"We have a topographic map of the Earth's surface and we have topographic maps of Mars and Venus, but we don't have that for the ocean floor," Byrnes said. "We have it for places where people have taken ships, but it would take something like 900 years to survey the whole ocean floor. It's just too resource-intensive -- so we have to use the gravitational anomalies as a proxy."
Sure enough, the scientists found that at the time the asteroid hit the Earth, there was a sudden surge in the magma pouring out of these mid-ocean ridges, which put out on the order of a hundred thousand to a million cubic kilometers of volcanic material. That's not too far behind the estimated several million cubic kilometers or so of magma produced by the Deccan Traps.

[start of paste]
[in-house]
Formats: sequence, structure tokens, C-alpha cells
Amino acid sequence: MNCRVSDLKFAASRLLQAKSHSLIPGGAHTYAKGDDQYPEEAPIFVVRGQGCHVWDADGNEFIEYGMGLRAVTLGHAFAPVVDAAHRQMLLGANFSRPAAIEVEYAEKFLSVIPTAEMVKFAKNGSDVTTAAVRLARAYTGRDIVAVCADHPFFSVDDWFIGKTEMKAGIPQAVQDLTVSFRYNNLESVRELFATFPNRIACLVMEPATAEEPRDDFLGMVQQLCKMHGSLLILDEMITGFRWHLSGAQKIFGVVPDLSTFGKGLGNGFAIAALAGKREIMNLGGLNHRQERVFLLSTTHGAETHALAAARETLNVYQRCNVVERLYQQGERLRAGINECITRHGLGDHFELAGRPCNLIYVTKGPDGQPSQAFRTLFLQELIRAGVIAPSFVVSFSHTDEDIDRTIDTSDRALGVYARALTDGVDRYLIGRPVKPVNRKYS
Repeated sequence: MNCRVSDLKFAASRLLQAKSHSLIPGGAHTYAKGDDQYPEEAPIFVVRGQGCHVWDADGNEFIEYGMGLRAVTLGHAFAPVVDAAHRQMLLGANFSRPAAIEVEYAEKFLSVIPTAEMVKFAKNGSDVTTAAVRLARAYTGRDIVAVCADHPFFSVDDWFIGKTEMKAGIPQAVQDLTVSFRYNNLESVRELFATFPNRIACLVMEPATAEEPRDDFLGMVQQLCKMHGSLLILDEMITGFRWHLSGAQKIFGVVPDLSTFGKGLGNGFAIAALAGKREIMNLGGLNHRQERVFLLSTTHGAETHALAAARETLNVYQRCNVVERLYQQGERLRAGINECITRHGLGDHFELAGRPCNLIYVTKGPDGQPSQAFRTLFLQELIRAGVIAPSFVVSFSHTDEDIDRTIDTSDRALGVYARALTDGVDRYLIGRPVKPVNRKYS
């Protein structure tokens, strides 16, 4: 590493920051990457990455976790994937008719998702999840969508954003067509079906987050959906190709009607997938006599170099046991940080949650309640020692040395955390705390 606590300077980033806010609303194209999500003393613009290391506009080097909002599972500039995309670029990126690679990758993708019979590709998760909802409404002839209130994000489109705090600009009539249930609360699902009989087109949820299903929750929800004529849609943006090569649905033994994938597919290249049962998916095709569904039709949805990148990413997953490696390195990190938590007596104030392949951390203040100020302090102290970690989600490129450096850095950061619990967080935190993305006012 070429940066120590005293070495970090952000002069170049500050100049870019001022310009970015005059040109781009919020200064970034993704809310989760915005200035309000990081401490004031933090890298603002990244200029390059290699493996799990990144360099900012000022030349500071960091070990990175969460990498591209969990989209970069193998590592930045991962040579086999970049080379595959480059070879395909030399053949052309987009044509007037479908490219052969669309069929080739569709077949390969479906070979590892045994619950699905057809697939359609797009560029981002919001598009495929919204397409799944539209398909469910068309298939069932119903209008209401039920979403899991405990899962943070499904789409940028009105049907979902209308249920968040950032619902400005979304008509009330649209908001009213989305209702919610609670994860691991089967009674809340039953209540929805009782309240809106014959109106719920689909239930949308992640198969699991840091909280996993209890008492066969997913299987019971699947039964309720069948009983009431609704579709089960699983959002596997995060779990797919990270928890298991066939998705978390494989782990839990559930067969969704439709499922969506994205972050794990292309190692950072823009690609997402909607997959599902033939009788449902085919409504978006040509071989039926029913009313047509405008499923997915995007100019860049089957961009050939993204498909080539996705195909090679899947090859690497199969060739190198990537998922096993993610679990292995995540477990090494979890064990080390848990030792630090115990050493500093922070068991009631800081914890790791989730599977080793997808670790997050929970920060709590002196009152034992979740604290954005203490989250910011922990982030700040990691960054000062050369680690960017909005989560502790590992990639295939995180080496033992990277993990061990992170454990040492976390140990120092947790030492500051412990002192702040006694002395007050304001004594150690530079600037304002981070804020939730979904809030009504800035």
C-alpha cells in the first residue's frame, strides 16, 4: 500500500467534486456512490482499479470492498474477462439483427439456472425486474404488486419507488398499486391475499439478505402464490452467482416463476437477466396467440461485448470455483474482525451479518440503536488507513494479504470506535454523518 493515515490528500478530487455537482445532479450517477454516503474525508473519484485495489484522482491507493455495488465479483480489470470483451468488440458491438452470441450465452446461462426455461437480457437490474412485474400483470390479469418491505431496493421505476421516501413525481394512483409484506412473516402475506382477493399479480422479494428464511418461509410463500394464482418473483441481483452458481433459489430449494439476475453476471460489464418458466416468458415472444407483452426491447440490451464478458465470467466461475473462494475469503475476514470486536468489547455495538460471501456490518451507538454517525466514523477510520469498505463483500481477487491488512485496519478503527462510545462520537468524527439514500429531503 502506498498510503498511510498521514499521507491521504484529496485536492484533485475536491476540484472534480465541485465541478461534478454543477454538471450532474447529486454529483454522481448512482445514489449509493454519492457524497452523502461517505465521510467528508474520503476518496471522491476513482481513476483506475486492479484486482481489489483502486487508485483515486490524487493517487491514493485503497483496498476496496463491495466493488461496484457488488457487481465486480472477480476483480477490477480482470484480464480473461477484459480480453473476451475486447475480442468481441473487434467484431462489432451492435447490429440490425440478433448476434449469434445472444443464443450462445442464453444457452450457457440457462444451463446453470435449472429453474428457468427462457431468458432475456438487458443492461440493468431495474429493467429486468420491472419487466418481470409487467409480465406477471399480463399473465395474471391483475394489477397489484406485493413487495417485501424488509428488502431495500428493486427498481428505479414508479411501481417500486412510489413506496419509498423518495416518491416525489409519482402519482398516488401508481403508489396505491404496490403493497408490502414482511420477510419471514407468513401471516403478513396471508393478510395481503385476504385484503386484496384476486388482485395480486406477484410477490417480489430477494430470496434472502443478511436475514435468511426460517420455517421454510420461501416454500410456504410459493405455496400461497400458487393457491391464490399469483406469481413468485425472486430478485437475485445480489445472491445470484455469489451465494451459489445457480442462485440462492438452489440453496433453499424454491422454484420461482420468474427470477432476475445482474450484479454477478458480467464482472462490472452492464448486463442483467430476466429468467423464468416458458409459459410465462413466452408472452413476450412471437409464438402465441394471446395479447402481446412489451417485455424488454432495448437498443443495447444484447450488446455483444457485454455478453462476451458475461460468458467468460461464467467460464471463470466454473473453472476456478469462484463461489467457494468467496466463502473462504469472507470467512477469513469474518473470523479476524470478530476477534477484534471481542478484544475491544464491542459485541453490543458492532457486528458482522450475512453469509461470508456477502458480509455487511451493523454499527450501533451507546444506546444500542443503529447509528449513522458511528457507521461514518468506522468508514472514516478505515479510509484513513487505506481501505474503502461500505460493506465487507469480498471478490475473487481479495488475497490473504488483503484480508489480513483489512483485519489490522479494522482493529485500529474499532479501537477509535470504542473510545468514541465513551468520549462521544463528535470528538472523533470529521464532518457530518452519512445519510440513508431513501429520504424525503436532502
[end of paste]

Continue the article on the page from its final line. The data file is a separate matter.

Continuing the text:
It's possible that the powerful seismic waves produced by the impact triggered the release of reservoirs of magma beneath the surface, Karlstrom said. And if it affected the mid-ocean ridges this way, it could have played a similar role in the Deccan Traps, triggering even more volcanism than before.
The mid-ocean ridges, then, could be a bellwether for a similar phenomenon occurring in the already-active Deccan Traps.
But did that marine magma release do any damage of its own? While it's unclear whether this extra load of ocean floor magma worsened the extinction event, it could potentially have played a role by further acidifying the oceans. Previous work indicates that marine species that were more sensitive to ocean acidification were worse hit by the extinction event. But probing that possibility will take more research, the scientists added.
"That's what we need to work on next, I would say: trying to tease out what the effects on the environment were of the volcanic activity," Byrnes said.
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